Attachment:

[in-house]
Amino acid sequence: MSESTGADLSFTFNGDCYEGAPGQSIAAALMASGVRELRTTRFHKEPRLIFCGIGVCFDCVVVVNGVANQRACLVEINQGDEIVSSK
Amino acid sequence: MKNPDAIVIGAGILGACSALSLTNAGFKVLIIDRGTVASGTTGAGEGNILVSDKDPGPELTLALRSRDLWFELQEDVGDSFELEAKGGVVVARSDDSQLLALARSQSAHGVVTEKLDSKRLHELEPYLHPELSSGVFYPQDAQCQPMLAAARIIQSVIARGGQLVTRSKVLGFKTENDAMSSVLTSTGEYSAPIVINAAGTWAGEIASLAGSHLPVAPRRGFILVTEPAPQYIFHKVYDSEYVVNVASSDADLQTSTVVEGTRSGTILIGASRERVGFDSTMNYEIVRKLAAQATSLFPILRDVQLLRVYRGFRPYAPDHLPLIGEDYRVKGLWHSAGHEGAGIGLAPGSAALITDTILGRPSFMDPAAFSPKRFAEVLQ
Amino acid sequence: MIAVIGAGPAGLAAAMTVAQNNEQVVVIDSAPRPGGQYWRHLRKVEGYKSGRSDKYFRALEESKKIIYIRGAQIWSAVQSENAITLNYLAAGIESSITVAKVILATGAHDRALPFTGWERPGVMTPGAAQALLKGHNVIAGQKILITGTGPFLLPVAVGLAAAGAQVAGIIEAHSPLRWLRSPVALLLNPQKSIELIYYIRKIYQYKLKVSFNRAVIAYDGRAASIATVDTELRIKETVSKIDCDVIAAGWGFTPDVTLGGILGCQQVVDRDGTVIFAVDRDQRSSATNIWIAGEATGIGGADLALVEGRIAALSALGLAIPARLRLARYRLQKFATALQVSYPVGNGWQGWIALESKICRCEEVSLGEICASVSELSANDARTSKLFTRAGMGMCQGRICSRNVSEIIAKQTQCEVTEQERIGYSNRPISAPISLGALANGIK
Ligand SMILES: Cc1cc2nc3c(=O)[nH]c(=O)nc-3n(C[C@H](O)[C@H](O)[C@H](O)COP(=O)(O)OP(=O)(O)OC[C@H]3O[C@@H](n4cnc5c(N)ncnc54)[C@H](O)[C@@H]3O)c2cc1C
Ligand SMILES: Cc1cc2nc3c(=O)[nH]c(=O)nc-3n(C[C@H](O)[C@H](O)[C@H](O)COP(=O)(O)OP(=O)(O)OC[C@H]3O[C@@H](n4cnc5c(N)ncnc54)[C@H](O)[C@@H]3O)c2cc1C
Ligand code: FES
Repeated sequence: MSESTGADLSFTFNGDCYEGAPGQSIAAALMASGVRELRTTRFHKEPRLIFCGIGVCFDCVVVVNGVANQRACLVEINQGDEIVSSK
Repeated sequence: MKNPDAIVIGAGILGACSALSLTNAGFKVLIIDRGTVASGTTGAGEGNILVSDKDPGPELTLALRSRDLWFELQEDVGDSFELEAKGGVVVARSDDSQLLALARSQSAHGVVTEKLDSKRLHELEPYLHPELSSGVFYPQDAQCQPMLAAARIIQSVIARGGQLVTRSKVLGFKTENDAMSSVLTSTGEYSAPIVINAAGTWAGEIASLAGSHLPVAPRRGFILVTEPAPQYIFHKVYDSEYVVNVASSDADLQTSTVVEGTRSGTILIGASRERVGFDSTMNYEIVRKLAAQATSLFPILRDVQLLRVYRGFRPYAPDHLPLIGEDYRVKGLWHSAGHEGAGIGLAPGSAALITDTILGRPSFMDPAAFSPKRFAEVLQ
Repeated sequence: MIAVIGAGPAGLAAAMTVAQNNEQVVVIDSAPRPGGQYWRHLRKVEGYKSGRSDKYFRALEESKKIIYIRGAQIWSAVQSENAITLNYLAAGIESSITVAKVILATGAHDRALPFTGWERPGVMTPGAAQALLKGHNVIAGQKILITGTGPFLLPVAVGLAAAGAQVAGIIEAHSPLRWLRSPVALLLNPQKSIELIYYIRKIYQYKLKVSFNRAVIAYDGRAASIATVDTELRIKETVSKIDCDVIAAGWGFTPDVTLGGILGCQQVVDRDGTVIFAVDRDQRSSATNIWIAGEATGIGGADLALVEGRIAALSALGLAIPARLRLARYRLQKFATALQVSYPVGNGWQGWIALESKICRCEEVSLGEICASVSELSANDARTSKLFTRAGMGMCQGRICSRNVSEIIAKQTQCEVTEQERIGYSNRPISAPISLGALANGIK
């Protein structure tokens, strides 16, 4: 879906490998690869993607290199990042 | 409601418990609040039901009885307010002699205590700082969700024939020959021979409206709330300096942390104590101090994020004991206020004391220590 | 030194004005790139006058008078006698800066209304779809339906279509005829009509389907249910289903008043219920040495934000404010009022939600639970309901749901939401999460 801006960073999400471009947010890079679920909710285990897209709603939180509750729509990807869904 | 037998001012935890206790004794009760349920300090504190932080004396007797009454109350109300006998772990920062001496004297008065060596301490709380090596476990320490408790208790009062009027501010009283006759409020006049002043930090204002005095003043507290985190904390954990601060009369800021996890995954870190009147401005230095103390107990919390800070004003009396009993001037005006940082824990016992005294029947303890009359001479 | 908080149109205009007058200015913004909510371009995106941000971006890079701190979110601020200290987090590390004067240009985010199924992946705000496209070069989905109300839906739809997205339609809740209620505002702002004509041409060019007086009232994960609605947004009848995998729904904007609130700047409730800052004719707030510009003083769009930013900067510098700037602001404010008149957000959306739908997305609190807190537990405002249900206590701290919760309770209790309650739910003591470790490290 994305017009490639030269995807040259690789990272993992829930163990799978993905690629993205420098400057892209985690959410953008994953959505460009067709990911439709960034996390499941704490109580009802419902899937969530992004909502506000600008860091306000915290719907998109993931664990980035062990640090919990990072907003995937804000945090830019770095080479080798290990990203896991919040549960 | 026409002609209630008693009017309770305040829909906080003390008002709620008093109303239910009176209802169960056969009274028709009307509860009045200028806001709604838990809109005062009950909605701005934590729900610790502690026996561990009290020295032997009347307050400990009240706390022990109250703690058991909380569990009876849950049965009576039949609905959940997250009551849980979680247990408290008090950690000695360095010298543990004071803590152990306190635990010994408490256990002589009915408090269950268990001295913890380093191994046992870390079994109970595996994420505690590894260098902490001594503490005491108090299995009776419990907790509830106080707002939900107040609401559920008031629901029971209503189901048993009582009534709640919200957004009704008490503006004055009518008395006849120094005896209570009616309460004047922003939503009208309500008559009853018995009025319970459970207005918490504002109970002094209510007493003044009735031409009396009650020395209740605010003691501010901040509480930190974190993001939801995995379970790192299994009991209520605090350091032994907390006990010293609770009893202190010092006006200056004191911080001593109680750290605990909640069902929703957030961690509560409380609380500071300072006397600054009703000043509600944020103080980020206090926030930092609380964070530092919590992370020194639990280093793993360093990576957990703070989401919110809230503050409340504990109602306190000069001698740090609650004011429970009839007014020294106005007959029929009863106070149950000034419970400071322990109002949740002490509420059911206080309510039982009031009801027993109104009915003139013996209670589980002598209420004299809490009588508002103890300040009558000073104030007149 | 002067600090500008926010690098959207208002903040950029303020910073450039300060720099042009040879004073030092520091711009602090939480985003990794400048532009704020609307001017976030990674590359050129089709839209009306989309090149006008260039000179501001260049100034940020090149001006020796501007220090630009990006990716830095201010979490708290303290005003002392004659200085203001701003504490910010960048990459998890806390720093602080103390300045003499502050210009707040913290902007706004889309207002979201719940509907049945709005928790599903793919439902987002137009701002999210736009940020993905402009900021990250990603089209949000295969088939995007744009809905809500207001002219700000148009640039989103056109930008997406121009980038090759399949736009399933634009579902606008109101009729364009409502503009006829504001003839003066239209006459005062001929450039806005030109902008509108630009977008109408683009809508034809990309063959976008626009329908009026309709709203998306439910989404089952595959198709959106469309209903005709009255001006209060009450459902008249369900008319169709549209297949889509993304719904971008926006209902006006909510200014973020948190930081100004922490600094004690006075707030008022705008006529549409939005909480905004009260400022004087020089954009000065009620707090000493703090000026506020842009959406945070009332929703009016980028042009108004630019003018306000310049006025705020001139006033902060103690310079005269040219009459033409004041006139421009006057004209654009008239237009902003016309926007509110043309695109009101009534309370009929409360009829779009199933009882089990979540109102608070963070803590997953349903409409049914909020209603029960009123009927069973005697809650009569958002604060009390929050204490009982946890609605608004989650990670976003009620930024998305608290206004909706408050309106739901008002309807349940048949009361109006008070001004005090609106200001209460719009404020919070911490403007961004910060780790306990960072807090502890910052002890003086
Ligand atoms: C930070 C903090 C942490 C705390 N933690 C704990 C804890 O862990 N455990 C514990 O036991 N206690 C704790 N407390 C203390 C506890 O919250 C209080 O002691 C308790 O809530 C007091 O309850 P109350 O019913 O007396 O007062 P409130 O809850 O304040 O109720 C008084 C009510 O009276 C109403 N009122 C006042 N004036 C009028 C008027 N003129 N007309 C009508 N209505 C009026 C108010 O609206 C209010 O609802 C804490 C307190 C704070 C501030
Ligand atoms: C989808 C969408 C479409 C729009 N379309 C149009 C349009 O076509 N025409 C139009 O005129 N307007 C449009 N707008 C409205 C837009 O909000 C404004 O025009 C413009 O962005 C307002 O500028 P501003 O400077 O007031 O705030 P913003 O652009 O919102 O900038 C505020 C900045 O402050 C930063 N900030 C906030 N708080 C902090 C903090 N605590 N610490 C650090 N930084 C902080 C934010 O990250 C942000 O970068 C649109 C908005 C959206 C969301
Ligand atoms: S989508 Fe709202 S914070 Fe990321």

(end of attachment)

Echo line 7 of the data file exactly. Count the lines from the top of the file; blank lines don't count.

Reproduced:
Ligand code: FES